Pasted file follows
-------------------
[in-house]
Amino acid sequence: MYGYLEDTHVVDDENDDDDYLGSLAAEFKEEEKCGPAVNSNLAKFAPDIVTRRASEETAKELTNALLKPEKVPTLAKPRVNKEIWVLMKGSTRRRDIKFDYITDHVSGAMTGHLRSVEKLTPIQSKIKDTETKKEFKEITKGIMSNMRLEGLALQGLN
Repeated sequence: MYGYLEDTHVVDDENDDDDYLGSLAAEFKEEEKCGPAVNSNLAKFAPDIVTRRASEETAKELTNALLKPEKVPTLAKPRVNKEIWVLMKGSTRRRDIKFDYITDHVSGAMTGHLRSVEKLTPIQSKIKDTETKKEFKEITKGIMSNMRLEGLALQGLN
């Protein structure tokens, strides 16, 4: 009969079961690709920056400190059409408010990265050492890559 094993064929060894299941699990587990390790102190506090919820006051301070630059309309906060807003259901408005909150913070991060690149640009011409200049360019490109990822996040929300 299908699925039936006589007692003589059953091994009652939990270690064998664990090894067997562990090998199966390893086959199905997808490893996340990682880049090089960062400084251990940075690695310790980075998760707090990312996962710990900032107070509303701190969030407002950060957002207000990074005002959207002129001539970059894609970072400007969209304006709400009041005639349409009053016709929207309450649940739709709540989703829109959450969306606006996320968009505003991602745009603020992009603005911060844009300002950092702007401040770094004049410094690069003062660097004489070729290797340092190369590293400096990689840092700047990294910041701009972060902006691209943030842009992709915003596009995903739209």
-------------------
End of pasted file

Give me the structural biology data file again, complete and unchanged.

[in-house]
Amino acid sequence: MYGYLEDTHVVDDENDDDDYLGSLAAEFKEEEKCGPAVNSNLAKFAPDIVTRRASEETAKELTNALLKPEKVPTLAKPRVNKEIWVLMKGSTRRRDIKFDYITDHVSGAMTGHLRSVEKLTPIQSKIKDTETKKEFKEITKGIMSNMRLEGLALQGLN
Repeated sequence: MYGYLEDTHVVDDENDDDDYLGSLAAEFKEEEKCGPAVNSNLAKFAPDIVTRRASEETAKELTNALLKPEKVPTLAKPRVNKEIWVLMKGSTRRRDIKFDYITDHVSGAMTGHLRSVEKLTPIQSKIKDTETKKEFKEITKGIMSNMRLEGLALQGLN
């Protein structure tokens, strides 16, 4: 009969079961690709920056400190059409408010990265050492890559 094993064929060894299941699990587990390790102190506090919820006051301070630059309309906060807003259901408005909150913070991060690149640009011409200049360019490109990822996040929300 299908699925039936006589007692003589059953091994009652939990270690064998664990090894067997562990090998199966390893086959199905997808490893996340990682880049090089960062400084251990940075690695310790980075998760707090990312996962710990900032107070509303701190969030407002950060957002207000990074005002959207002129001539970059894609970072400007969209304006709400009041005639349409009053016709929207309450649940739709709540989703829109959450969306606006996320968009505003991602745009603020992009603005911060844009300002950092702007401040770094004049410094690069003062660097004489070729290797340092190369590293400096990689840092700047990294910041701009972060902006691209943030842009992709915003596009995903739209």